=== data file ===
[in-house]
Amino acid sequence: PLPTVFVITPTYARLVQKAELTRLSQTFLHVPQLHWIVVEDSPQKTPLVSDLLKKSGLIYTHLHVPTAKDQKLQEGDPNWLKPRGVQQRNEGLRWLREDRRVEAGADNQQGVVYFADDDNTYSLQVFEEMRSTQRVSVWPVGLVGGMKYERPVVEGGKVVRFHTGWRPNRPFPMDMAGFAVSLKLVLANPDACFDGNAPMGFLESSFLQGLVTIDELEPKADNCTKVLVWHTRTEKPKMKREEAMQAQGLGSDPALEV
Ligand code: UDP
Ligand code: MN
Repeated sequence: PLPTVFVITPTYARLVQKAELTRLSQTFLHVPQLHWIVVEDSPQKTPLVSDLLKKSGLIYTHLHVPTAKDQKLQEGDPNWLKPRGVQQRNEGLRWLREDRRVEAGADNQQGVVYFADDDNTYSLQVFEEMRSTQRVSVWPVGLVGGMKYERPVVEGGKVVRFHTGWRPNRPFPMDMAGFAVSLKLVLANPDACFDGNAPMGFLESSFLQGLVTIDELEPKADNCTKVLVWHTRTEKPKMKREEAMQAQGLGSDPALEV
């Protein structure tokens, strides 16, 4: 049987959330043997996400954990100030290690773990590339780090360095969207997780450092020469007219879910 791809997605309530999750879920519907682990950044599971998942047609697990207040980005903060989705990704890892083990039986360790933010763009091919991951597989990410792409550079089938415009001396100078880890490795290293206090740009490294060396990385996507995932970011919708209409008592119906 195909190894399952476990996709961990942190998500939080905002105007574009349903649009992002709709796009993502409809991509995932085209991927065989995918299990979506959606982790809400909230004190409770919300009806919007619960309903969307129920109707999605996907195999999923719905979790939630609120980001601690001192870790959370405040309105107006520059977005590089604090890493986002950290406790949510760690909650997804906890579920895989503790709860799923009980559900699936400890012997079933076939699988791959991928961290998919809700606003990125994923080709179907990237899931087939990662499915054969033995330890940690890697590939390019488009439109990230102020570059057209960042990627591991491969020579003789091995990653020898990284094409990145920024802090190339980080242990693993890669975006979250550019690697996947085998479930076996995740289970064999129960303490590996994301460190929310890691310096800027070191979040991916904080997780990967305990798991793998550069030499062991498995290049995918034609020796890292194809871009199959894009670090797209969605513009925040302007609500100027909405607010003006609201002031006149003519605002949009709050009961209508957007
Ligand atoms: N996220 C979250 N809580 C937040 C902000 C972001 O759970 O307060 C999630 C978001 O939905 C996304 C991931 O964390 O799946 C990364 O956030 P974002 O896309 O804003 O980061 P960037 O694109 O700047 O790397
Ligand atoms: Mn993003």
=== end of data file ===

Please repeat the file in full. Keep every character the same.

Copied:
[in-house]
Amino acid sequence: PLPTVFVITPTYARLVQKAELTRLSQTFLHVPQLHWIVVEDSPQKTPLVSDLLKKSGLIYTHLHVPTAKDQKLQEGDPNWLKPRGVQQRNEGLRWLREDRRVEAGADNQQGVVYFADDDNTYSLQVFEEMRSTQRVSVWPVGLVGGMKYERPVVEGGKVVRFHTGWRPNRPFPMDMAGFAVSLKLVLANPDACFDGNAPMGFLESSFLQGLVTIDELEPKADNCTKVLVWHTRTEKPKMKREEAMQAQGLGSDPALEV
Ligand code: UDP
Ligand code: MN
Repeated sequence: PLPTVFVITPTYARLVQKAELTRLSQTFLHVPQLHWIVVEDSPQKTPLVSDLLKKSGLIYTHLHVPTAKDQKLQEGDPNWLKPRGVQQRNEGLRWLREDRRVEAGADNQQGVVYFADDDNTYSLQVFEEMRSTQRVSVWPVGLVGGMKYERPVVEGGKVVRFHTGWRPNRPFPMDMAGFAVSLKLVLANPDACFDGNAPMGFLESSFLQGLVTIDELEPKADNCTKVLVWHTRTEKPKMKREEAMQAQGLGSDPALEV
């Protein structure tokens, strides 16, 4: 049987959330043997996400954990100030290690773990590339780090360095969207997780450092020469007219879910 791809997605309530999750879920519907682990950044599971998942047609697990207040980005903060989705990704890892083990039986360790933010763009091919991951597989990410792409550079089938415009001396100078880890490795290293206090740009490294060396990385996507995932970011919708209409008592119906 195909190894399952476990996709961990942190998500939080905002105007574009349903649009992002709709796009993502409809991509995932085209991927065989995918299990979506959606982790809400909230004190409770919300009806919007619960309903969307129920109707999605996907195999999923719905979790939630609120980001601690001192870790959370405040309105107006520059977005590089604090890493986002950290406790949510760690909650997804906890579920895989503790709860799923009980559900699936400890012997079933076939699988791959991928961290998919809700606003990125994923080709179907990237899931087939990662499915054969033995330890940690890697590939390019488009439109990230102020570059057209960042990627591991491969020579003789091995990653020898990284094409990145920024802090190339980080242990693993890669975006979250550019690697996947085998479930076996995740289970064999129960303490590996994301460190929310890691310096800027070191979040991916904080997780990967305990798991793998550069030499062991498995290049995918034609020796890292194809871009199959894009670090797209969605513009925040302007609500100027909405607010003006609201002031006149003519605002949009709050009961209508957007
Ligand atoms: N996220 C979250 N809580 C937040 C902000 C972001 O759970 O307060 C999630 C978001 O939905 C996304 C991931 O964390 O799946 C990364 O956030 P974002 O896309 O804003 O980061 P960037 O694109 O700047 O790397
Ligand atoms: Mn993003």